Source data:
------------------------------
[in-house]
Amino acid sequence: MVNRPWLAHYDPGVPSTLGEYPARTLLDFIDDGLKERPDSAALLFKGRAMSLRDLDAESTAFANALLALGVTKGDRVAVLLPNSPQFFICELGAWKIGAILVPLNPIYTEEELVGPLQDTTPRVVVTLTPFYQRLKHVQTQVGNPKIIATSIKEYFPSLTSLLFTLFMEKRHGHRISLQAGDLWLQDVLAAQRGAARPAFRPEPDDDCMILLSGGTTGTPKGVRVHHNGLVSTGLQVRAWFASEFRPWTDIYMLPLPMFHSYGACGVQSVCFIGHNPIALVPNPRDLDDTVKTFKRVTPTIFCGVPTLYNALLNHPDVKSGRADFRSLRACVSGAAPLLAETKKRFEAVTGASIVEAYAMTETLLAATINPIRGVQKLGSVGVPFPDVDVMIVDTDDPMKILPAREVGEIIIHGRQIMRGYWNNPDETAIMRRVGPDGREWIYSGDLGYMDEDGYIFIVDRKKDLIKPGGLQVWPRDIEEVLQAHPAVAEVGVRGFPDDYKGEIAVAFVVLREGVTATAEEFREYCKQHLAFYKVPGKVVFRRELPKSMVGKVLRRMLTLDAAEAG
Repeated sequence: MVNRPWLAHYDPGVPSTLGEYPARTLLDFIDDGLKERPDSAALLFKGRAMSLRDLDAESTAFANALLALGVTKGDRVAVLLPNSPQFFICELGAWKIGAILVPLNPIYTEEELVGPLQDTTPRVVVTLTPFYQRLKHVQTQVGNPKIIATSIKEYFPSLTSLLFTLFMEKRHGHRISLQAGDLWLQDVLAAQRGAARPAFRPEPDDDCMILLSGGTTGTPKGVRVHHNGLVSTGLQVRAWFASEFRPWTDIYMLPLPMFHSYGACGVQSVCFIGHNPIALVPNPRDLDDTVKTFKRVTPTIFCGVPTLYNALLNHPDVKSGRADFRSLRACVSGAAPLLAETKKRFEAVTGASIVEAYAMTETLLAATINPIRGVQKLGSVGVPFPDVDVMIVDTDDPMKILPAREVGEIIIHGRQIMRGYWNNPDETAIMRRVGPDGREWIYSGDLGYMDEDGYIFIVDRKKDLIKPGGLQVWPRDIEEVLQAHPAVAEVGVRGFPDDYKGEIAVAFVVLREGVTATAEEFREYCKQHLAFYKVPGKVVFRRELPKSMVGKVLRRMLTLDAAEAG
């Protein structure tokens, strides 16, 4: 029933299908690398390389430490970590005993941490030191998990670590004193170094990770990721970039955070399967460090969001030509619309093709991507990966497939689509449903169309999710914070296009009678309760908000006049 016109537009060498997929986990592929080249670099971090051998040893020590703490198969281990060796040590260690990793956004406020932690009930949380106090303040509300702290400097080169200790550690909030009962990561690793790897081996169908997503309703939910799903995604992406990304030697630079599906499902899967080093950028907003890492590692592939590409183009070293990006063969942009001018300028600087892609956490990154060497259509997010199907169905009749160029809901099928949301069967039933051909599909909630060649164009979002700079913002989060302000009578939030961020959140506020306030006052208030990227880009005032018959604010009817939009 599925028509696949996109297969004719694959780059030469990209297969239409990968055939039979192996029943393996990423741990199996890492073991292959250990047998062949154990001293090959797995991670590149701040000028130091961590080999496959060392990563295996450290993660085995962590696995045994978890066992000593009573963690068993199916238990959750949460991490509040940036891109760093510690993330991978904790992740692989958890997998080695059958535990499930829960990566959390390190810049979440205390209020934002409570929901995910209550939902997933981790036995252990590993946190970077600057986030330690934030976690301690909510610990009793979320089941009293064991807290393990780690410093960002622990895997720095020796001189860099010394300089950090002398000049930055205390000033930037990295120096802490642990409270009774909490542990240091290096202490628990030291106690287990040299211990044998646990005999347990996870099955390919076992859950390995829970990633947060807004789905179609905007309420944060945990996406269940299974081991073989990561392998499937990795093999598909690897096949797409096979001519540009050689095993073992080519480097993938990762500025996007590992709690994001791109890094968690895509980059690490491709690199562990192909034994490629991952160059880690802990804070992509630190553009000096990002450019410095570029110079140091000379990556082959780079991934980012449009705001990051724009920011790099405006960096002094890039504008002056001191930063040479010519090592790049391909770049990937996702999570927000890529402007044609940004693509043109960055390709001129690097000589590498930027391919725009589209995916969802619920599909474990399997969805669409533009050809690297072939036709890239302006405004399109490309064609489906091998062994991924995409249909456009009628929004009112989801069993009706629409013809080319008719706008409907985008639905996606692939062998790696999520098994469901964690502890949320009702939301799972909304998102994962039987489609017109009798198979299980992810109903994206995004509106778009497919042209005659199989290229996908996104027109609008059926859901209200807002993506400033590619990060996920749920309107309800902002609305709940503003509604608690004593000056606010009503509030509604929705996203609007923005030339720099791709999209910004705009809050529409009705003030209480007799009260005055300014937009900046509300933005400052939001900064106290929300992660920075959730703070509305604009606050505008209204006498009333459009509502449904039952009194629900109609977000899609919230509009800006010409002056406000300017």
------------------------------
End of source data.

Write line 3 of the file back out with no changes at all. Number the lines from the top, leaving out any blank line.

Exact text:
Repeated sequence: MVNRPWLAHYDPGVPSTLGEYPARTLLDFIDDGLKERPDSAALLFKGRAMSLRDLDAESTAFANALLALGVTKGDRVAVLLPNSPQFFICELGAWKIGAILVPLNPIYTEEELVGPLQDTTPRVVVTLTPFYQRLKHVQTQVGNPKIIATSIKEYFPSLTSLLFTLFMEKRHGHRISLQAGDLWLQDVLAAQRGAARPAFRPEPDDDCMILLSGGTTGTPKGVRVHHNGLVSTGLQVRAWFASEFRPWTDIYMLPLPMFHSYGACGVQSVCFIGHNPIALVPNPRDLDDTVKTFKRVTPTIFCGVPTLYNALLNHPDVKSGRADFRSLRACVSGAAPLLAETKKRFEAVTGASIVEAYAMTETLLAATINPIRGVQKLGSVGVPFPDVDVMIVDTDDPMKILPAREVGEIIIHGRQIMRGYWNNPDETAIMRRVGPDGREWIYSGDLGYMDEDGYIFIVDRKKDLIKPGGLQVWPRDIEEVLQAHPAVAEVGVRGFPDDYKGEIAVAFVVLREGVTATAEEFREYCKQHLAFYKVPGKVVFRRELPKSMVGKVLRRMLTLDAAEAG